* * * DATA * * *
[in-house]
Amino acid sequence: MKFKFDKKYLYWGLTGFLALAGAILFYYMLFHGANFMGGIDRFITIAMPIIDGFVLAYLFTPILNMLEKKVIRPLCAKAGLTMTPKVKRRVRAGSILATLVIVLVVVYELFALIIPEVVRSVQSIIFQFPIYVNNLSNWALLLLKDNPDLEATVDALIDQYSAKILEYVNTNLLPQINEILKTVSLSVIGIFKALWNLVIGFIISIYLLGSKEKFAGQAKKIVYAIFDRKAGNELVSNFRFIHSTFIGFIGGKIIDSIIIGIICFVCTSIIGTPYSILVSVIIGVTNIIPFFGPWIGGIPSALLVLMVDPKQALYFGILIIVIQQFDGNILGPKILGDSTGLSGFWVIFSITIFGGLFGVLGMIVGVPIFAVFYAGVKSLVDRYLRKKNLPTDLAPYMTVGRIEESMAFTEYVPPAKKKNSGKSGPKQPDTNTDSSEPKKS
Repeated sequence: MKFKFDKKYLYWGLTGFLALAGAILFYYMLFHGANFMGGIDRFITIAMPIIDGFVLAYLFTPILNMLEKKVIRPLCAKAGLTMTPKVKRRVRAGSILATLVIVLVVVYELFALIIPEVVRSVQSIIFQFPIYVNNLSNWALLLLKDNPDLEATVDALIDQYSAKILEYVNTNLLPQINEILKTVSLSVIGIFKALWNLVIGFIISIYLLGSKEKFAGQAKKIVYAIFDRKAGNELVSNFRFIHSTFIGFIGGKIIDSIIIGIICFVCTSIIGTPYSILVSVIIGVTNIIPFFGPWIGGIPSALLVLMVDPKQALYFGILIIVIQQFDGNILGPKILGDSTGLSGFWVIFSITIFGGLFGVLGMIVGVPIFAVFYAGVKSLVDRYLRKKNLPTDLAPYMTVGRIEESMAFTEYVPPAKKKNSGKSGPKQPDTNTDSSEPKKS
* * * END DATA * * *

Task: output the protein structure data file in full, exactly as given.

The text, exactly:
[in-house]
Amino acid sequence: MKFKFDKKYLYWGLTGFLALAGAILFYYMLFHGANFMGGIDRFITIAMPIIDGFVLAYLFTPILNMLEKKVIRPLCAKAGLTMTPKVKRRVRAGSILATLVIVLVVVYELFALIIPEVVRSVQSIIFQFPIYVNNLSNWALLLLKDNPDLEATVDALIDQYSAKILEYVNTNLLPQINEILKTVSLSVIGIFKALWNLVIGFIISIYLLGSKEKFAGQAKKIVYAIFDRKAGNELVSNFRFIHSTFIGFIGGKIIDSIIIGIICFVCTSIIGTPYSILVSVIIGVTNIIPFFGPWIGGIPSALLVLMVDPKQALYFGILIIVIQQFDGNILGPKILGDSTGLSGFWVIFSITIFGGLFGVLGMIVGVPIFAVFYAGVKSLVDRYLRKKNLPTDLAPYMTVGRIEESMAFTEYVPPAKKKNSGKSGPKQPDTNTDSSEPKKS
Repeated sequence: MKFKFDKKYLYWGLTGFLALAGAILFYYMLFHGANFMGGIDRFITIAMPIIDGFVLAYLFTPILNMLEKKVIRPLCAKAGLTMTPKVKRRVRAGSILATLVIVLVVVYELFALIIPEVVRSVQSIIFQFPIYVNNLSNWALLLLKDNPDLEATVDALIDQYSAKILEYVNTNLLPQINEILKTVSLSVIGIFKALWNLVIGFIISIYLLGSKEKFAGQAKKIVYAIFDRKAGNELVSNFRFIHSTFIGFIGGKIIDSIIIGIICFVCTSIIGTPYSILVSVIIGVTNIIPFFGPWIGGIPSALLVLMVDPKQALYFGILIIVIQQFDGNILGPKILGDSTGLSGFWVIFSITIFGGLFGVLGMIVGVPIFAVFYAGVKSLVDRYLRKKNLPTDLAPYMTVGRIEESMAFTEYVPPAKKKNSGKSGPKQPDTNTDSSEPKKS